Treasury investment managers weigh options for finding returns in a low-rate environment.
Treasury investment managers looking to boost returns in the current low interest-rate environment discussed a range of options at a recent NeuGroup meeting sponsored by Morgan Stanley, including Treasury inflation-protected securities (TIPS) and municipal bonds.
- “We’re looking for alternative investment ideas to get attractive yield,” one member said. Her company is looking to return to investing overseas cash in low volatility net asset value (LVNAV) money market funds, an asset class it exited in March.
- Another investment manager said, “We are flooded with short-term cash, which is not great,” adding that her company is trying “to figure out how to deal with low rates.”
Why not reach for yield? In a discussion about credit risk, one member asked why investors who believe in the idea of a “Fed put” would not reach for yield during “a carry trade environment” where it “feels like fundamental research matters less and less.”
- Earlier, a Morgan Stanley portfolio manager said that it is “hard to think credit is wildly attractive here” given the contraction in spreads since March and that recovery “will mean tighter spreads than today.”
- In response to the member’s question, he agreed with the idea of a Fed backstop and said he has a hard time seeing a scenario where “spreads blow back out.”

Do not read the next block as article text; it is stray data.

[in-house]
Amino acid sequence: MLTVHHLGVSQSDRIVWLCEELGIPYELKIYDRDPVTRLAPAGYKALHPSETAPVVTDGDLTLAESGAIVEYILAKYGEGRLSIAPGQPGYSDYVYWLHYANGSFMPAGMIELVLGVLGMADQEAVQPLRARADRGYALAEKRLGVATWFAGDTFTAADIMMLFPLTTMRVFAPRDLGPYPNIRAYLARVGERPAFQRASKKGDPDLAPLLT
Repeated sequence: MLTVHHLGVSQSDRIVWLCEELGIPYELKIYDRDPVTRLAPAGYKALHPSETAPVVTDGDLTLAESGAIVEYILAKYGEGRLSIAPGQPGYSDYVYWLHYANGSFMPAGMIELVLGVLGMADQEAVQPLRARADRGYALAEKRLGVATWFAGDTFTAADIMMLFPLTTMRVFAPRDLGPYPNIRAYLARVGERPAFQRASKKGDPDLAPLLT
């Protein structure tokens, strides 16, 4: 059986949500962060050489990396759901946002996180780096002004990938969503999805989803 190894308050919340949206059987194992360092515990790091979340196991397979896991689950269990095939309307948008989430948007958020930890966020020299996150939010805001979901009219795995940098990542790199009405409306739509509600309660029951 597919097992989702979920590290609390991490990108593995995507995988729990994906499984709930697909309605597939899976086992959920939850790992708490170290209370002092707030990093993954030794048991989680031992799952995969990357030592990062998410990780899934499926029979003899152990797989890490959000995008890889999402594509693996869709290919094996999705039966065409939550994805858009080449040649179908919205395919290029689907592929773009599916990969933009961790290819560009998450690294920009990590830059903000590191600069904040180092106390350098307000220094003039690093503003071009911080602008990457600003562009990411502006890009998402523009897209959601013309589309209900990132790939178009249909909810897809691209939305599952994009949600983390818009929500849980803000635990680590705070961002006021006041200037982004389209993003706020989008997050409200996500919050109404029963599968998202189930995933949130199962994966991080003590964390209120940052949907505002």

- He said that if spreads widened from about 130 now to 145 to 150, “we would buy.” But he said that things may not go as the market expects and recommends investors be selective.
Tri-party repos, anyone? One manager is using tri-party repos, where a clearing bank acts as an intermediary and alleviates the administrative burden between two parties engaging in a repo. She said her company “disregards collateral” and proceeds if her team is “comfortable with the bank risk.”
- The company is also investing in three-to-five year financial and nonfinancial corporate bonds.
- It holds short-term government paper, including some Swiss and Japanese issues swapped back into dollars and yielding about 40 basis points.
- The manager is considering buying muni bonds, in part because she believes the timing is likely better now for investors than issuers.
Mulling munis. Other members asked about munis and one who invests in them offered to discuss offline the approach the company takes.
- The member who owns munis believes that another round of fiscal stimulus could benefit the asset class.
- A Morgan Stanley portfolio manager said munis may make sense for some corporates, depending on their tax situation and what happens to corporate tax rates after the election.
- A municipal strategist at Morgan Stanley estimates states will lose $180 billion and local governments $90 billion in revenue through mid-2021 because of the pandemic and recession.
- He said while there may be downgrades and different states will make different choices affecting credit ratings, “I don’t think default is the way to frame the discussion.”
TIPS debate. In response to one member who expressed interest in TIPS but has not figured out how they fit it to the company’s overall strategy, another member offered to put the first in touch with a “TIPS expert” who has done internal modelling with machine learning.
- A Morgan Stanley manager, who said TIPS had performed poorly in March and April, warned that “TIPS aren’t Treasuries” and that they have a “huge liquidity premium.” He said TIPS have a high correlation to high-quality corporates and “the extra yield doesn’t look that attractive.”